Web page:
05/15/2014 02:06 pm ET Updated Jul 15, 2014

The Hollowness of Public Prayer

Paul Morigi via Getty Images

There is much to criticize in the recent Supreme Court decision on prayer at public meetings in the case regarding the town of Greece, New York. The decision found such prayer acceptable because it was merely "ceremonial." Even such ceremonial prayers, in my opinion, do clearly violate the principle that government shall not endorse religion in general, or a religion in particular. Permitting prayer at such public gatherings disenfranchises those who come before them to do public business who may have no religion or a different religion from the one being invoked by the prayer.

Some have regarded the decision as a "victory" for prayer and for what Katherine Stewart has called the prayer lobby. But if it is a victory, it is a very hollow one. For persons in the theistic traditions, who still think prayer is a substantive discourse between those praying and the God to whom their prayer is addressed; saving prayer in public gatherings only if they are ceremonial is not really saving prayer at all. Prayer is a solemn event in the believer's relationship with God. It opens up a channel between the believers and the God who they believe is powerful enough to respond by divine action of some sort to the ones who are praying. Prayer, for most sincere theists, is not simply ceremonial or a substantively empty symbolic addendum to a secular agenda.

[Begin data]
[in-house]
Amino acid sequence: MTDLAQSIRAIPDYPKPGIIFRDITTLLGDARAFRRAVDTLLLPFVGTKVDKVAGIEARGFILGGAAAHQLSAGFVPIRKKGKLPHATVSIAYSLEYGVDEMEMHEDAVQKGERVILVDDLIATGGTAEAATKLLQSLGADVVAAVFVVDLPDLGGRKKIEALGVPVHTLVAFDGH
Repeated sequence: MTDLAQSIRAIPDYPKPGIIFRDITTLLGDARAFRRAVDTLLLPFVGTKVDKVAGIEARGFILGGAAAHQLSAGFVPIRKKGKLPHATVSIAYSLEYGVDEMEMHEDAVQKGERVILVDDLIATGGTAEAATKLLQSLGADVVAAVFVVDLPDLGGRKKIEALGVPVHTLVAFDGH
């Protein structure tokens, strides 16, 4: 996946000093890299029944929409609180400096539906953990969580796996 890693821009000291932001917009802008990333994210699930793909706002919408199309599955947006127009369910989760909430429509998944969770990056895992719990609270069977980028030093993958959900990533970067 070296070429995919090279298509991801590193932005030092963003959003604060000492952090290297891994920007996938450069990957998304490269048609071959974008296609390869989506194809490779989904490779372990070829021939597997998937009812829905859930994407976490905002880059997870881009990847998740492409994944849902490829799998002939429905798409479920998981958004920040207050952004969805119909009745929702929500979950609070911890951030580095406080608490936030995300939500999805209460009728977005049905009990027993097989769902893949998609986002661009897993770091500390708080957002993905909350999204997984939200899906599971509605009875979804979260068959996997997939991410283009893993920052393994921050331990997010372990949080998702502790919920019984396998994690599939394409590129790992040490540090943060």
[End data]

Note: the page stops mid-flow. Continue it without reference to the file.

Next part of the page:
The Greece decision is of a piece with the Court's 1984 decision in Lynch v. Donnelly. In that case, the Court permitted a Christian crèche to be displayed on town property in Pawtucket, RI. It said that the once overtly Christian symbols that had given rise to the display of the crèche had become merely "passive" because they were in service to a higher secular end (promoting business in downtown Pawtucket). In both Lynch v. Donnelly and Town of Greece v. Galloway the prayers and the symbols of Christianity were deemed to be so inoffensive and secularized that their essential meaning had been eradicated and they could be reduced to meaningless ceremonial fluff. If that is true, then Christians who take their prayers seriously when they reflect the core beliefs of their faith should find it offensive when their prayers are reduced to ceremonial flag-waving.

If the prayers in the town of Greece were, as Justice Kagan put it, "explicitly Christian -- constantly and exclusively so," then clearly they should have been declared unconstitutional. And yet, if the one enunciating the prayer before the town meeting were speaking from an explicitly Christian perspective, one would have expected the prayer to reflect that fact. How does a Christian minister, for example, offer a substantive prayer representing his faith tradition unless that prayer reflects the core convictions of that tradition? And yet the more explicitly Christian the prayer is the more it should rightly offend citizens who do not share that faith. Kagan's either/or is right: Either the prayers are explicitly Christian and therefore inadmissible, or they are meaningless, ceremonial window dressing.